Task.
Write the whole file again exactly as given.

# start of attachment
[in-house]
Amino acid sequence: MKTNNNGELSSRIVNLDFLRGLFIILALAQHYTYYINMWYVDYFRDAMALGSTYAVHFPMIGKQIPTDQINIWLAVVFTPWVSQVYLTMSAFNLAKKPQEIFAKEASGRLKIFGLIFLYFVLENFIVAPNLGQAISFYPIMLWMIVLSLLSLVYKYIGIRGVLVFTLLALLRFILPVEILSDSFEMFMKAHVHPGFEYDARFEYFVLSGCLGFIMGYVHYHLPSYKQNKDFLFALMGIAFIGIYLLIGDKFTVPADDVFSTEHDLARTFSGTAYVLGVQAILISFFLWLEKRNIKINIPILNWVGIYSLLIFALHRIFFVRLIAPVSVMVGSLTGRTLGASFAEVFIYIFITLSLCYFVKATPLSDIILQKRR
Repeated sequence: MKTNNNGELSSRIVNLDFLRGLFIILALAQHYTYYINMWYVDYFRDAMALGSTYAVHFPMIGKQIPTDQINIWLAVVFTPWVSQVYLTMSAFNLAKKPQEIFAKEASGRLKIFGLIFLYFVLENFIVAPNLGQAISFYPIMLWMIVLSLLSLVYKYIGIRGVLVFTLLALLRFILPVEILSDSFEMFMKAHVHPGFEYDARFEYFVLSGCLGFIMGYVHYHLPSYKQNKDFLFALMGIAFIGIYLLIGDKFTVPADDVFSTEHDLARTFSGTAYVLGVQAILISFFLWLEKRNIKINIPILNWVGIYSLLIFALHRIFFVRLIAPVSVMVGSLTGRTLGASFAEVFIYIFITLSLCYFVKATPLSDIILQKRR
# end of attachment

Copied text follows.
[in-house]
Amino acid sequence: MKTNNNGELSSRIVNLDFLRGLFIILALAQHYTYYINMWYVDYFRDAMALGSTYAVHFPMIGKQIPTDQINIWLAVVFTPWVSQVYLTMSAFNLAKKPQEIFAKEASGRLKIFGLIFLYFVLENFIVAPNLGQAISFYPIMLWMIVLSLLSLVYKYIGIRGVLVFTLLALLRFILPVEILSDSFEMFMKAHVHPGFEYDARFEYFVLSGCLGFIMGYVHYHLPSYKQNKDFLFALMGIAFIGIYLLIGDKFTVPADDVFSTEHDLARTFSGTAYVLGVQAILISFFLWLEKRNIKINIPILNWVGIYSLLIFALHRIFFVRLIAPVSVMVGSLTGRTLGASFAEVFIYIFITLSLCYFVKATPLSDIILQKRR
Repeated sequence: MKTNNNGELSSRIVNLDFLRGLFIILALAQHYTYYINMWYVDYFRDAMALGSTYAVHFPMIGKQIPTDQINIWLAVVFTPWVSQVYLTMSAFNLAKKPQEIFAKEASGRLKIFGLIFLYFVLENFIVAPNLGQAISFYPIMLWMIVLSLLSLVYKYIGIRGVLVFTLLALLRFILPVEILSDSFEMFMKAHVHPGFEYDARFEYFVLSGCLGFIMGYVHYHLPSYKQNKDFLFALMGIAFIGIYLLIGDKFTVPADDVFSTEHDLARTFSGTAYVLGVQAILISFFLWLEKRNIKINIPILNWVGIYSLLIFALHRIFFVRLIAPVSVMVGSLTGRTLGASFAEVFIYIFITLSLCYFVKATPLSDIILQKRR